From freezing in sweatshirts to sweating in tank tops, students in the apartments have experienced all sorts of temperatures except for comfortable.

Complaints have been streaming in to housing from residents of the apartments. The recent drop in temperatures increased requests for the heat to be turned on. Once that request was granted, calls came in begging for the locks to be taken off the windows.

Gary Stephenson, director of housing, has requested that the locks be removed, but no further action had taken place by Tuesday. Richard Taylor, associate vice president for Campus Planning ‘ Operations, was unavailable for comment, but his office said steps were being taken to determine if it was safe to open the windows.

“Because the heat is on, I think it’s appropriate for the windows to be opened as long as the proper humidity is maintained,” said Apartment Manager Ryan Cantor, ’04.

Locks were installed on the windows prior to students moving in, in an attempt to control humidity in the building. The window locks were not well received by the students, but many students found it manageable because of the air conditioning. Now students are complaining that the temperature in their rooms is unbearable and there is nothing they can do about it.

“The heat in my room is ridiculous. I had to wear shorts all day long,” said Laura Orozco, ’04. “I can understand why housing put them on, but now they are annoying”

Dora DeNardo, ’04 agreed.

“I think it’s a health hazard that they pump the heat but can’t provide us with ventilation by opening the windows,” she said.

Other students are not that worried.

“I think they should make absolutely certain that mold will not grow back before they open the windows,” said Mike Conti, ’04. “I think the mold is a much bigger issue than being warm because at least you could use a fan.”

Housing, in an attempt to alleviate the sweltering conditions, turned the air conditioning back on Oct. 7 during the day only.

“The air conditioning was turned on in an attempt to get the building down in temperature,” said Stephenson. “Now the heat is back on and the air conditioning is off. They also regulated the hot water that heats the building to a temperature that should keep the building relatively livable in a better way than it was when they first ran the hot water into the building. They have in fact lowered the temperature.”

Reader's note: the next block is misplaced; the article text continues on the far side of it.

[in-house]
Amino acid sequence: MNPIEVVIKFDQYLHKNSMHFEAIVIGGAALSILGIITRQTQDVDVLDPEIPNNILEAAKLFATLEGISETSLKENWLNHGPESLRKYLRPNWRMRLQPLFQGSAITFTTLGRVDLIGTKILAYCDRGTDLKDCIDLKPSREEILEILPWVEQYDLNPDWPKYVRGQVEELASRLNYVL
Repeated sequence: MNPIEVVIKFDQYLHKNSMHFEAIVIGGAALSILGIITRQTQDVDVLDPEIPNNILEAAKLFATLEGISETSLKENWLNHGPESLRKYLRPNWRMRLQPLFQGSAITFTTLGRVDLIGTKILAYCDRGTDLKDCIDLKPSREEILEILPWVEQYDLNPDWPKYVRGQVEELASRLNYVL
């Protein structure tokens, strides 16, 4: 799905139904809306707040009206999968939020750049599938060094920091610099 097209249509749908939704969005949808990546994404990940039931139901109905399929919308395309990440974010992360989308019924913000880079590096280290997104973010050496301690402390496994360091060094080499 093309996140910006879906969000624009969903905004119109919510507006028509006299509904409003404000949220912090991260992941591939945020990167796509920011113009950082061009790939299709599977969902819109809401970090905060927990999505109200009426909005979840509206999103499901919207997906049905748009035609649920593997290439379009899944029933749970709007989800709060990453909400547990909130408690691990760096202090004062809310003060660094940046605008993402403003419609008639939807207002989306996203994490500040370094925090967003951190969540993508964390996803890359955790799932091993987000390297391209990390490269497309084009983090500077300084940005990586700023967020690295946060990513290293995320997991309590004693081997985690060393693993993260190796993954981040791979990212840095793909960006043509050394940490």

According to the EPA website, in order to decrease mold growth indoor humidity must be reduced. This could be accomplished by venting bathrooms, dryers, and other moisture-generating sources to the outside, using air conditioners and de-humidifiers, increasing ventilation, and using exhaust fans whenever cooking, dishwashing, and cleaning.

Prior to students moving into the apartments, $200,000 was spent in cleaning up mold that already existed and reducing moisture and humidity to prevent further mold growth. Since then, dehumidifiers have been placed on the roof to modify the air.

The a-ttempts to control humidity have been successful, and the level remains in the 40 percent range which is healthy, according to housing officials.

Many students, however, also complained of asthma and respiratory aliments like watery eyes, runny nose and sneezing, itching, coughing, headaches, fatigue and wheezing.

“I have had a cold since the day I got here,” said Michele Fields, ’04. “It’s really not healthy to be breathing stagnant air, especially if it is potentially moldy, stagnant air.”

Other students are so fed up with the situation that they have taken matters into their own hands.

“I used to sit in my room, and my throat would be sore that I would be coughing and sneezing, and my eyes would be blood shot,” said a senior who wished to remain anonymous. “Now that I took the lock off myself I’m absolutely fine when I sit in my room.”

School officials advised otherwise.

“I would definitely advise my residents to leave the locks on their windows until the proper authorities take them off,” said Cantor.

“The locks were installed for a reason,” said Stephenson. Students who take the locks off themselves face potential consequences.

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